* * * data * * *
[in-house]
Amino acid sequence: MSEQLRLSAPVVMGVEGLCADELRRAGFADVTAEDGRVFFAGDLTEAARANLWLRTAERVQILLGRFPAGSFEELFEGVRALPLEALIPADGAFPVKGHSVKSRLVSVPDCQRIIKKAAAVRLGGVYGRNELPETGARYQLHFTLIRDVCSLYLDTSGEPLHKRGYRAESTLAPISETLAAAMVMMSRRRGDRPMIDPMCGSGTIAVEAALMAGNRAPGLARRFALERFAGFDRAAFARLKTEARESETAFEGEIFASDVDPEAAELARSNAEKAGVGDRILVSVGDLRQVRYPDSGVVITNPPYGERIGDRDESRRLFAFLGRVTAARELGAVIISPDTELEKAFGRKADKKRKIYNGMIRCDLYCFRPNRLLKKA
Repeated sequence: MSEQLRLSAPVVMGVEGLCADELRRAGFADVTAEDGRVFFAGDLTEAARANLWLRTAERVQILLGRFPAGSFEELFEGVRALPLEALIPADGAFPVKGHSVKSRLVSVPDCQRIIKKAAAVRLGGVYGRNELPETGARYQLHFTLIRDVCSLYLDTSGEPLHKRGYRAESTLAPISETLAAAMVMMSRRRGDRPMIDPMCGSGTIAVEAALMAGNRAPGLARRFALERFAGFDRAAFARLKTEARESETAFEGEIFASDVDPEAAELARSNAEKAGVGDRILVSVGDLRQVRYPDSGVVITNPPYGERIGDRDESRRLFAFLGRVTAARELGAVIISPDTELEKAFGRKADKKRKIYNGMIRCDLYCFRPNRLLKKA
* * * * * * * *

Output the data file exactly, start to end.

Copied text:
[in-house]
Amino acid sequence: MSEQLRLSAPVVMGVEGLCADELRRAGFADVTAEDGRVFFAGDLTEAARANLWLRTAERVQILLGRFPAGSFEELFEGVRALPLEALIPADGAFPVKGHSVKSRLVSVPDCQRIIKKAAAVRLGGVYGRNELPETGARYQLHFTLIRDVCSLYLDTSGEPLHKRGYRAESTLAPISETLAAAMVMMSRRRGDRPMIDPMCGSGTIAVEAALMAGNRAPGLARRFALERFAGFDRAAFARLKTEARESETAFEGEIFASDVDPEAAELARSNAEKAGVGDRILVSVGDLRQVRYPDSGVVITNPPYGERIGDRDESRRLFAFLGRVTAARELGAVIISPDTELEKAFGRKADKKRKIYNGMIRCDLYCFRPNRLLKKA
Repeated sequence: MSEQLRLSAPVVMGVEGLCADELRRAGFADVTAEDGRVFFAGDLTEAARANLWLRTAERVQILLGRFPAGSFEELFEGVRALPLEALIPADGAFPVKGHSVKSRLVSVPDCQRIIKKAAAVRLGGVYGRNELPETGARYQLHFTLIRDVCSLYLDTSGEPLHKRGYRAESTLAPISETLAAAMVMMSRRRGDRPMIDPMCGSGTIAVEAALMAGNRAPGLARRFALERFAGFDRAAFARLKTEARESETAFEGEIFASDVDPEAAELARSNAEKAGVGDRILVSVGDLRQVRYPDSGVVITNPPYGERIGDRDESRRLFAFLGRVTAARELGAVIISPDTELEKAFGRKADKKRKIYNGMIRCDLYCFRPNRLLKKA